In February, Indergand and his wife, Litsie, were called into Eshoo's Palo Alto office. There he was presented with a few wooden boxes, holding the Oak Leaf Cluster, a Purple Heart medal, a Bronze Star medal and a Combat Infantry Badge. Now Indergand, 89, wears them proudly on his tweed jacket.
Eshoo (D-Palo Alto) has assisted other veterans with similar inquiries before, each time embarking on a process that she called "enormously complex." This time, after collecting his service number and other documentation, her staff worked with the U.S. Department of the Army and the Human Resources Command, Awards and Decorations Branch, to obtain the medals.
"It's exciting to see the face and hear the words of the recipient," she told the Weekly. "It makes all the work worthwhile."
Born in 1924, John Indergand was drafted for service in World War II not long after graduating from Pasadena High School. He signed up for armored services, and after training in Kentucky and Missouri, he landed with the 7th Armored Division in Normandy, France, shortly after D-Day in June 1944. He had just turned 20.
His first combat injury occurred in September 1944 at Pont-à-Mousson in eastern France, when a bullet grazed his head, knocking him unconscious. General Joseph L. Collins, the area's commanding officer, awarded him and other patients there a Purple Heart. As his wound was not severe, he rejoined his division only a few days later.
The battle at Pont-à-Mousson against the German military — whose skill and technology Indergand never hesitated to compliment — was rough on the Americans, which might explain why few people hear about it today, Indergand said.
"The winning battles get celebrated a lot, and I approve of that, but sometimes they don't tell us about some of the battles like Pont-à-Mousson," he said. "Officially in the first 25 years, I never read any reference to it."
About 20 years ago, Indergand and his wife took a trip to Europe and revisited the agricultural town on the river Moselle. Seeing American tourists, some friendly locals began talking with them in a tea shop. When they learned he had fought there, they gathered round to thank him and brought them both tea and pastries, accepting no money.
His second combat injury, sustained during the Battle of the Bulge in December 1944, was much more serious. Near the Belgian town of Houffalize, he was leading some German prisoners to a waiting truck when a shell exploded nearby, launching a piece of shrapnel at his leg that broke bone and severed nerves.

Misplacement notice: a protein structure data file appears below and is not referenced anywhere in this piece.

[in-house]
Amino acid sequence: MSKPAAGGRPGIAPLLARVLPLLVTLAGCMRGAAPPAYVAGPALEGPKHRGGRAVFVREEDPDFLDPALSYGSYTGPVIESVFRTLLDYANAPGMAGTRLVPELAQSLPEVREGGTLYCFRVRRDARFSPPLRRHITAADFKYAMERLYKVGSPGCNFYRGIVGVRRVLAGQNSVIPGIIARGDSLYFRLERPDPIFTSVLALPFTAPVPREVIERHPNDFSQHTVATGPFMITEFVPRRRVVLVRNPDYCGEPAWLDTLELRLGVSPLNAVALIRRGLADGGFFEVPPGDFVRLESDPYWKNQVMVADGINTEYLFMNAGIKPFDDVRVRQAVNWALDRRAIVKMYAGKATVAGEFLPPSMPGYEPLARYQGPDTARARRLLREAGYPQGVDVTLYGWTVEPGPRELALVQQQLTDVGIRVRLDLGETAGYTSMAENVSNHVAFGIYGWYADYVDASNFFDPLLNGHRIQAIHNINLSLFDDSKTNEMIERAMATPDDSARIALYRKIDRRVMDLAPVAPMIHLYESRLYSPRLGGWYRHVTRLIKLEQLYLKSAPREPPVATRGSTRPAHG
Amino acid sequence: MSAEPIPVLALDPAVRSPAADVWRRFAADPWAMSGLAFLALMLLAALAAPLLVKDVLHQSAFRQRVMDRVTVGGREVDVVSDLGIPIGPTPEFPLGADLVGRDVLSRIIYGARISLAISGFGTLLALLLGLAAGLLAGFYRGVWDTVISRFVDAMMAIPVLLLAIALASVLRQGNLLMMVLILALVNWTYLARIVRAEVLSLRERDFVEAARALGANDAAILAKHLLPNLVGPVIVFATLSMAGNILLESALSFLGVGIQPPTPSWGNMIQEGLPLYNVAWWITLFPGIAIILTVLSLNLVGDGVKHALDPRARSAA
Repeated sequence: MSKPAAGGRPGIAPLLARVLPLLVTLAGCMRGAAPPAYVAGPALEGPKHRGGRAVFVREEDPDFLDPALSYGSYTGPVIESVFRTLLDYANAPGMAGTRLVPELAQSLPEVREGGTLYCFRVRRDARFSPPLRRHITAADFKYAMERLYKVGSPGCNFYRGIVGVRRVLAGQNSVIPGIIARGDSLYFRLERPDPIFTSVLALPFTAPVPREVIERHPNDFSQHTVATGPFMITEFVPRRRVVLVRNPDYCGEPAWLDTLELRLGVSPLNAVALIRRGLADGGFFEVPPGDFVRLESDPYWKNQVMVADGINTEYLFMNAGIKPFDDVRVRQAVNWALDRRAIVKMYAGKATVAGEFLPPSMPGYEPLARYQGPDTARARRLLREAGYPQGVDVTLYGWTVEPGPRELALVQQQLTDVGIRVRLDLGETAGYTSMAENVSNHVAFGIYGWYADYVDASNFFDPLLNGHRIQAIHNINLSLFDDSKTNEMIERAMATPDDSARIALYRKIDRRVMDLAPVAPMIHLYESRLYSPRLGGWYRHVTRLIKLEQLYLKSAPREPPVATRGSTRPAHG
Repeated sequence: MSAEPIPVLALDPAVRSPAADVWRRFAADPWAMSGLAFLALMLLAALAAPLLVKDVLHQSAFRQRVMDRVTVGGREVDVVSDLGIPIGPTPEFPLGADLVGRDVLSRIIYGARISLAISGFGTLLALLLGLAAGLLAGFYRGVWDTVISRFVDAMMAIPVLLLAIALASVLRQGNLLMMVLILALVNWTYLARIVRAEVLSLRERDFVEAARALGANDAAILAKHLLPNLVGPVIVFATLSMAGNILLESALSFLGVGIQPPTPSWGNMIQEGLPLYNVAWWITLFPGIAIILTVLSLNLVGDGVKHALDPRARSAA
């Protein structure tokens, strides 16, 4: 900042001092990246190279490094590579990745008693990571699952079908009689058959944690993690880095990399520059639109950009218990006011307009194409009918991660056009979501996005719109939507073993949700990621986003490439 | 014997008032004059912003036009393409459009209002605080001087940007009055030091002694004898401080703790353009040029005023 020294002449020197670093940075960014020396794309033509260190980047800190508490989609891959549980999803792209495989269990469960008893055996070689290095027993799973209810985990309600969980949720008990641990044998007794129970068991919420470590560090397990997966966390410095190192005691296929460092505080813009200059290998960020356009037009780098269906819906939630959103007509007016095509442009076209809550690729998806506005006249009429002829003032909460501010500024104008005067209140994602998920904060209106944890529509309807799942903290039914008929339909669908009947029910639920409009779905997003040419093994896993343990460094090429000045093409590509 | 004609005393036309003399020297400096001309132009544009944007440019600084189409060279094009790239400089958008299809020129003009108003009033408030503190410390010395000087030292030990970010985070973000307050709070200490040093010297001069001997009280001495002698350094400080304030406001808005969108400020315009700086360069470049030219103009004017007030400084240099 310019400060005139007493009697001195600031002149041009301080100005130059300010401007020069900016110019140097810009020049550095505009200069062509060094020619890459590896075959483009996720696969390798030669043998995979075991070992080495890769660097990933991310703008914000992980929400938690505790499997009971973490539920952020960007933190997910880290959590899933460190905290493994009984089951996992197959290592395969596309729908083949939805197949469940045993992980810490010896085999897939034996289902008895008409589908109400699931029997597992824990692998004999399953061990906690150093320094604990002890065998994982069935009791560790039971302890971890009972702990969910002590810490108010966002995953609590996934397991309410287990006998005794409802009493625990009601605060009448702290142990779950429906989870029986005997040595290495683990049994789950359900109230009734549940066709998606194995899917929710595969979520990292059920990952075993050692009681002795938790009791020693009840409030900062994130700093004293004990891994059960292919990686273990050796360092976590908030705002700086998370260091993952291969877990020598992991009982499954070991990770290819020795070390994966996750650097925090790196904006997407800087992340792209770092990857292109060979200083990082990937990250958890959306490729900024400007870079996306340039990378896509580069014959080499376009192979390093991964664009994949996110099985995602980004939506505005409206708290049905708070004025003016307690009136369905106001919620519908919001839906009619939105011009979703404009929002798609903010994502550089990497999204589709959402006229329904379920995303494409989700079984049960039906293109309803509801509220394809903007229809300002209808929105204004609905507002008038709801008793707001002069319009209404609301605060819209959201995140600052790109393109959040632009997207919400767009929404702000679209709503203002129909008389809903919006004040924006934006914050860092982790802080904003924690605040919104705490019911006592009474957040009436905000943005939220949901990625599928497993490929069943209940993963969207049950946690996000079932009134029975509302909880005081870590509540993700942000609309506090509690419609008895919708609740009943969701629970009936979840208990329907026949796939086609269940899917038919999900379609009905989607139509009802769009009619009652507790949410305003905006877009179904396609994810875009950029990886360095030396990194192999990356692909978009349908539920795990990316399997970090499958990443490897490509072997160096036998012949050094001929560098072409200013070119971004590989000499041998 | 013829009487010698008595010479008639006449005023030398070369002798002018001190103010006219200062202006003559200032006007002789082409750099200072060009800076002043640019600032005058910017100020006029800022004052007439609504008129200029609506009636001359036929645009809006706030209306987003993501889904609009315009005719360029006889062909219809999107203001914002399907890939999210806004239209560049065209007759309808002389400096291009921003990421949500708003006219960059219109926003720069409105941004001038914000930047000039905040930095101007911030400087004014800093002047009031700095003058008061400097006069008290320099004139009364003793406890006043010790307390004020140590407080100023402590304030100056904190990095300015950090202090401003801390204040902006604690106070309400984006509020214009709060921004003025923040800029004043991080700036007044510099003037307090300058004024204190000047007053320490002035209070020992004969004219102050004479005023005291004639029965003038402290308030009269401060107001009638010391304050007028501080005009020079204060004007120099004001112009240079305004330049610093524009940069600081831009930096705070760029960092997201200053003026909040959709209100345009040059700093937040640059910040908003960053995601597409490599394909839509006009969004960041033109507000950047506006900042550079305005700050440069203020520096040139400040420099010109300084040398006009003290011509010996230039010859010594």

After even more travails, he found himself recuperating in an English-estate-turned-hospital located somewhere outside of London, he believes. In February, General Walter Bedell Smith visited them, and because they had run out of Oak Leaf Cluster medals, Indergand and others were each given a slip of paper they could redeem for a medal back in the U.S. He later lost his paper.
After spending about five weeks there, he was shipped in a full-body cast back to Virginia and then flown around the country. He ended up in Letterman Hospital in San Francisco's Presidio. He spent many months there healing and began attending the University of California, Berkeley, along with other veterans. He met his future wife, Litsie (also a student in Berkeley), at Letterman Hospital where she had an office job.
Indergand went on with his life — getting married, having two children, and working as a journalist and later in political management. He and Litsie lived in San Francisco, the Los Angeles area, Burlingame and other cities before eventually buying their current house in Palo Alto in 1981. Over the years, he didn't worry much about the medals he had been promised.
"For a long time, I didn't pay attention to this stuff," he said. "We kind of concentrated on it being after the war. I went around wearing blue suits and black shoes — no brown."
Later in life, he began to study history more and today boasts a large collection of presidential biographies. In speaking about his experiences, which he did very openly, he revealed his encyclopedic knowledge of the battles he participated in and World War II as a whole.
Indergand said that he had opposed most of the wars the U.S. fought during his lifetime. However, he has developed an appreciation for the American military's efforts during World War II and his part in it. In that vein, he had begun thinking about claiming his medals when Eshoo pitched in and made it a reality.
"I'm very pleased now," he said about receiving them. "I'm happy to remember the good side of military service. There is an accomplishment to it, if the original purposes are followed through on."